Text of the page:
Part of the formulaic “drama” on just about all of the “flipping” shows is the “unexpected setback.” It usually happens just before the second commercial break, and they resolve it in the third or fourth segment.
This hiccup is one of the most honest part of these shows. You’ll encounter problems on every project. They’ll range from the inconveniences shown on many shows, to moderately expensive problems like not getting the Homeowner Association to approve your color choices, to major setbacks that can sink your project, if not your company. All you can do is pray you build up sufficient resources to recover before you encounter a catastrophe.
- Despite the unexpected problems and not paying attention to your budget, you’ll still make a lot of money.
This myth is perpetuated by confusing gross profit for net. Most of the shows at least include the renovation costs when they calculate the profit they tell you about. Unfortunately, most leave out many other expenses that nobody told you about before: things like, the cost of money, utilities during the renovation, closing costs at purchase and sale, and commissions. I’m going to assume permits actually are included in the renovation budget, even though I’ve never heard them mentioned.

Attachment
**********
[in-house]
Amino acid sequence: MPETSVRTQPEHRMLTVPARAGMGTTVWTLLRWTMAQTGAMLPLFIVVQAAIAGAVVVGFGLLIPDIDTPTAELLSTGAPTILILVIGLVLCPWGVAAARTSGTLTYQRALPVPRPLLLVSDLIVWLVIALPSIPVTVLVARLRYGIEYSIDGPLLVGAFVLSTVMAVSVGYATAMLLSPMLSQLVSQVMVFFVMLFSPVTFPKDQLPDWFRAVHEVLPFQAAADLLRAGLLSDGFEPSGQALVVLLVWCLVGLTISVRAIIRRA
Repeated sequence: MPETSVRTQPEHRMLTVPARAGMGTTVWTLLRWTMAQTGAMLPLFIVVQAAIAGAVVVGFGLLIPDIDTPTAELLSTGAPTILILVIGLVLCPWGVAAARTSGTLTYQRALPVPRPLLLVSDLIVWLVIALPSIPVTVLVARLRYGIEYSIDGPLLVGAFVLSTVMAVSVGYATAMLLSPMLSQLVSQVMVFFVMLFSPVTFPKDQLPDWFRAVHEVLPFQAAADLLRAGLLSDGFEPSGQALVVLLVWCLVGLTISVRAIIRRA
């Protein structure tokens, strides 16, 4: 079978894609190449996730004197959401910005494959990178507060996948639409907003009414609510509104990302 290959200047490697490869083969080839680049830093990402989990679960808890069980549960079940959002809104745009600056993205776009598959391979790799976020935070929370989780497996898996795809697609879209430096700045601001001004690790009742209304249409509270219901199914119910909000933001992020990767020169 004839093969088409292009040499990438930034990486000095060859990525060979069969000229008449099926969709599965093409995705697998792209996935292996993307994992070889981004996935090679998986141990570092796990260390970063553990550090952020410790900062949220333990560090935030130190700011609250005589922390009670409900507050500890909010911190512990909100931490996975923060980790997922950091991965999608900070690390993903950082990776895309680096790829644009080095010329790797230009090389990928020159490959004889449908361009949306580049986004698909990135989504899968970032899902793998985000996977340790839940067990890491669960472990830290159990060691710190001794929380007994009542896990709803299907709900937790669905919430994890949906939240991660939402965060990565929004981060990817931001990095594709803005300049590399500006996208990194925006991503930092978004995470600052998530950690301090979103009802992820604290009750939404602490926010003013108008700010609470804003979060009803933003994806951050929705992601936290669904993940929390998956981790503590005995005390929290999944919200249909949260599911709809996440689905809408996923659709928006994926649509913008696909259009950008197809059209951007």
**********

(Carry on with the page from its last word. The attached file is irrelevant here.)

Then there’s the tendency, especially on Flip or Flop, to add expensive upgrades at the last minute because “buyers will love it.” Buyers will love it, but they may not be willing to pay for it. Even if they are, the house may not appraise for the price you need to recoup your investment. You always want to improve a house just slightly above the neighborhood trends. A house in a working class neighborhood won’t support Italian marble countertops, even though I’m sure the potential buyers would really love them.
So how do they get away with it on TV? I see only two possibilities. Either the houses are in transitional neighborhoods (think gentrification) or they buyers are buying the name of the famous redeveloper. These are not mutually exclusive possibilities.
- Anyone can do it.
All of these myths put together have given many people the idea that anyone can do this. Well, anyone can do it, but not everyone can do it successfully. Anyone who says otherwise is trying to sell you something. Can you do it? I don’t know. I hope so.
Now given all these myths, why do we at Hermit Haus Redevelopment do this? I love making old, ugly houses into affordable homes people can be proud of living in, and I love helping people out of bad situations when I can. Honestly, I’ve gotten myself into a few bad situations pursuing this dream, but I’ve managed to survive even the ones that have cost me a lot of money, and I’ve learned from every mistake. There are plenty of ways to make money in this business with less risk than redeveloping houses. I’m not trying to dissuade you from the redevelopment game. I just want you to understand what you’re getting into. That’s why I promised to be as honest about our catastrophes as our big wins.
Now, I invite all y’all to add your favorite myths, wins, and lessons learned in the comments.